PCLinuxOS Magazine, January 2009 (Issue 28) is available to download. Some highlights include: Linux Media Player Roundup 5, KDE 4, and PCLOS on HP 2133 mini-note.

Ubuntu ROCKS!

Filed under
Ubuntu

odysseus-amazed.livejournal: Although I've never been a Linux Operating System convert, I have tried different versions through out the years and generally kept up with the development of the OS.

KDE 4.2: First impressions

Filed under
KDE

celettu.wordpress: I also must say that Plasma has come a long way. It looks good, is fast, and doesn’t crash anymore, at least on my PC. I like that. But...

Windows 7 Vs. Linux: Let's Get Real

Filed under
OS

bmighty.com/blog: So, is Windows 7 really a Linux-killer? Does Linux finally have Microsoft on the ropes? Maybe both sides in this "debate" need to step off and get a grip.

Also: A Linux users review on windows 7

today's leftovers

Filed under
News
  • Samsung NC10 netbook

  • Netbooks: What's All The Fuss?
  • The Good And Bad things about a Multi-Touch Touch Pad
  • Xandros Linux for netbooks with ARM Cortex-based CPUs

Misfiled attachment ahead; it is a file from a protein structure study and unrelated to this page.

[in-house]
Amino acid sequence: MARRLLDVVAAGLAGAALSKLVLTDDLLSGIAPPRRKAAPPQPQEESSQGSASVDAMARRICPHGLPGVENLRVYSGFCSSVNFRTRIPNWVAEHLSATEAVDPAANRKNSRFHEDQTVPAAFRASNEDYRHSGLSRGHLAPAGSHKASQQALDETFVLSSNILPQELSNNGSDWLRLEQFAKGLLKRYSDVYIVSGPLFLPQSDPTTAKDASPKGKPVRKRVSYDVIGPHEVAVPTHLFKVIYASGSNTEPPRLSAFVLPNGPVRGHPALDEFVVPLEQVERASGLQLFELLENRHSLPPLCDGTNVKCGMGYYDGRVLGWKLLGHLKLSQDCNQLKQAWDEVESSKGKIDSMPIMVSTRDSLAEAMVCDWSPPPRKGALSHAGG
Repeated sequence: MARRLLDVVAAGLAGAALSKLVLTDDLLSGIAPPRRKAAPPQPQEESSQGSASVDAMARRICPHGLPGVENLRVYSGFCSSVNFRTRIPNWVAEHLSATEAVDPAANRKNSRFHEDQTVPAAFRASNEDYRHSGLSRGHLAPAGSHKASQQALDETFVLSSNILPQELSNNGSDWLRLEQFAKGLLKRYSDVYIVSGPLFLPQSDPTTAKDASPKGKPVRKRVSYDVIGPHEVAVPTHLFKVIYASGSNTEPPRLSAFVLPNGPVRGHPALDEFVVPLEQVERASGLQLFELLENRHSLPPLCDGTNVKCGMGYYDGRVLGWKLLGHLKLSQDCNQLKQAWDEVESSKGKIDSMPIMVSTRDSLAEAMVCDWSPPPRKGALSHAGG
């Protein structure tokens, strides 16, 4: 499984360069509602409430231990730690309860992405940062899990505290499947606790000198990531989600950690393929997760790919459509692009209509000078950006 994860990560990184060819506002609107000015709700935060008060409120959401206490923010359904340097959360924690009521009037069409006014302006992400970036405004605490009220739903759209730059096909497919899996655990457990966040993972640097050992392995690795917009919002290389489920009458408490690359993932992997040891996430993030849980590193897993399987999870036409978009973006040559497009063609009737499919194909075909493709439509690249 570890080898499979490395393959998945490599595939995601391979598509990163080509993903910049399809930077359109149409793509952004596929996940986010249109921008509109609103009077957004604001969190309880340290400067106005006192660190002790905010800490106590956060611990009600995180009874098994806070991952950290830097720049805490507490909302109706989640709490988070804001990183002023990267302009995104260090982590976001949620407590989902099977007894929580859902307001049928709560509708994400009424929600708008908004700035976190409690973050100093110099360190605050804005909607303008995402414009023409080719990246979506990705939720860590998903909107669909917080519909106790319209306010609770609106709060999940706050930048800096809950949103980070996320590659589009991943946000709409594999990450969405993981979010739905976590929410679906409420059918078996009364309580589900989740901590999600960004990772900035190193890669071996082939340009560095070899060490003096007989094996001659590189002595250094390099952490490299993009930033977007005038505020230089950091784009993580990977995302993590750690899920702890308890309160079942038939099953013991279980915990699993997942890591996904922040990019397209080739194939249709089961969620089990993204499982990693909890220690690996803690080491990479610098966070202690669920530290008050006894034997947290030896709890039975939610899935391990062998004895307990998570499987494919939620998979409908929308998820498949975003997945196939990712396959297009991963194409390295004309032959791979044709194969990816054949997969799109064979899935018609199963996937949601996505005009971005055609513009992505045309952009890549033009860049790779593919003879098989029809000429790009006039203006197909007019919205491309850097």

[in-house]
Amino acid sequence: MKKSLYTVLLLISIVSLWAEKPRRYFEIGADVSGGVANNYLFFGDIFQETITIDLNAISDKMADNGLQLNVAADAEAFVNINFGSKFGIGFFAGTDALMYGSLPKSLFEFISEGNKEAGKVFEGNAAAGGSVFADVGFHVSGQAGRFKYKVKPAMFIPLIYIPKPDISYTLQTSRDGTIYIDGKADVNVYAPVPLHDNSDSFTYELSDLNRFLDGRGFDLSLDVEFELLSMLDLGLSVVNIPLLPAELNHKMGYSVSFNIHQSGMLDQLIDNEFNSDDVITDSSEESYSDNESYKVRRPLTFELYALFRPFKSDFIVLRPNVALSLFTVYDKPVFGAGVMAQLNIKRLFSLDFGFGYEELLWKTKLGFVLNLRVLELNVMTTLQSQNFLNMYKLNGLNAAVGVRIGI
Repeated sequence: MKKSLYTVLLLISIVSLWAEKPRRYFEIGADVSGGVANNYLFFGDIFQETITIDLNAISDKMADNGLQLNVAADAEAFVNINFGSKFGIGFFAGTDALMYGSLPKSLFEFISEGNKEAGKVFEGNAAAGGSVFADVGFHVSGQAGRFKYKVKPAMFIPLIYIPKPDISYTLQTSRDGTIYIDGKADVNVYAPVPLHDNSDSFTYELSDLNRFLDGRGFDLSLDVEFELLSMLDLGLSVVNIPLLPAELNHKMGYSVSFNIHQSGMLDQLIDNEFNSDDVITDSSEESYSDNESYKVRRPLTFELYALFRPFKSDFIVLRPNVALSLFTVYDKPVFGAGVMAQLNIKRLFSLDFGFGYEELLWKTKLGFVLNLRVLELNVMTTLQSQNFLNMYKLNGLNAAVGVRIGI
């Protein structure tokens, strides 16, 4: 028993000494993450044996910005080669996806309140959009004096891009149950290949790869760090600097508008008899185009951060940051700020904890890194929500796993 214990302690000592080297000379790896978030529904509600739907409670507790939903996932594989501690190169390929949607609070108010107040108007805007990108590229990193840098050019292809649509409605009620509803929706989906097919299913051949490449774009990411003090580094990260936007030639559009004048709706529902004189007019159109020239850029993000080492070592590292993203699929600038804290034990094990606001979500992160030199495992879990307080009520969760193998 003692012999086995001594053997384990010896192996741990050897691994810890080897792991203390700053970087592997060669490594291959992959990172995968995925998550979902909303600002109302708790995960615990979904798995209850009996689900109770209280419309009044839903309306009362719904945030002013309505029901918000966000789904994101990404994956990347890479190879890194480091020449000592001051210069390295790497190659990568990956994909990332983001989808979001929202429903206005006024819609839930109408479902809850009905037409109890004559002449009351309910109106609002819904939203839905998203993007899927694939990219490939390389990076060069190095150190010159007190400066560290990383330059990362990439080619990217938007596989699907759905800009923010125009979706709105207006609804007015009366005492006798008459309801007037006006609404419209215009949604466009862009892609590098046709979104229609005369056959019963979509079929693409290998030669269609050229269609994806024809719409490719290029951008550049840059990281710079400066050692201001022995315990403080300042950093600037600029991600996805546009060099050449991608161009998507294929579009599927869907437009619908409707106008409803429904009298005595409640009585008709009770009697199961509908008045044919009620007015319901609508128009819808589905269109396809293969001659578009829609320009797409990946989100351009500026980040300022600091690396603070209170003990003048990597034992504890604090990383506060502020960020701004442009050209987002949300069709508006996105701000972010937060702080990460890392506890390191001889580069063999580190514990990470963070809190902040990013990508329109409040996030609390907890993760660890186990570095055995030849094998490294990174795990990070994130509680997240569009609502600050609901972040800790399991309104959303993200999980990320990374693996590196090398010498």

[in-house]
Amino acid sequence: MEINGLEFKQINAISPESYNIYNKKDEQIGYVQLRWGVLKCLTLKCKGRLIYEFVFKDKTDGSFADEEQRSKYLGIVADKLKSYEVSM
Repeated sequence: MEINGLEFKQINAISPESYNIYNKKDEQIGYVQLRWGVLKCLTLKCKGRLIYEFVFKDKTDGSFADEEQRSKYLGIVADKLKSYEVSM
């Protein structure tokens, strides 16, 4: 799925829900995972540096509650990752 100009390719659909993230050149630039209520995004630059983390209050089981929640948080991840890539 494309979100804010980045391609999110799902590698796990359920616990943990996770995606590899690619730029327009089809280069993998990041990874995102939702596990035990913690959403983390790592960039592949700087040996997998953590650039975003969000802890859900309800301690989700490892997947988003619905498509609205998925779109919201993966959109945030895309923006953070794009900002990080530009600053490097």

• Samsung eyes Linux push this year
  • Novell and Leading Chinese Linux Firm CS2C to Expand Linux in China
  • At Southern California Linux Expo this weekend
  • Interview: Eigen Developers on 2.0 Release
  • Why Google loves open source
  • Extracting 7z Files in Linux
  • Custom NAS Server Using Damn Small Linux
  • Comparing local and remote files
  • HOW TO: Edit GRUB menu to dual boot Linux distributions
  • Multiple Desktop Environments in a Single Linux Install

Updating to Debian Lenny

Filed under
Linux
  • Updating to Debian Lenny

  • Debian GNU/Linux 5.0: Screenshots
  • Running Debian Squeeze

Ubuntu Training Program Improved Throughout USA

Filed under
Ubuntu

news.softpedia: One of Ubuntu's strategies for gaining a larger user base is providing quality, comprehensive training for everyone who desires. For that purpose, Canonical has recently included Fast Lane and Bridge Education.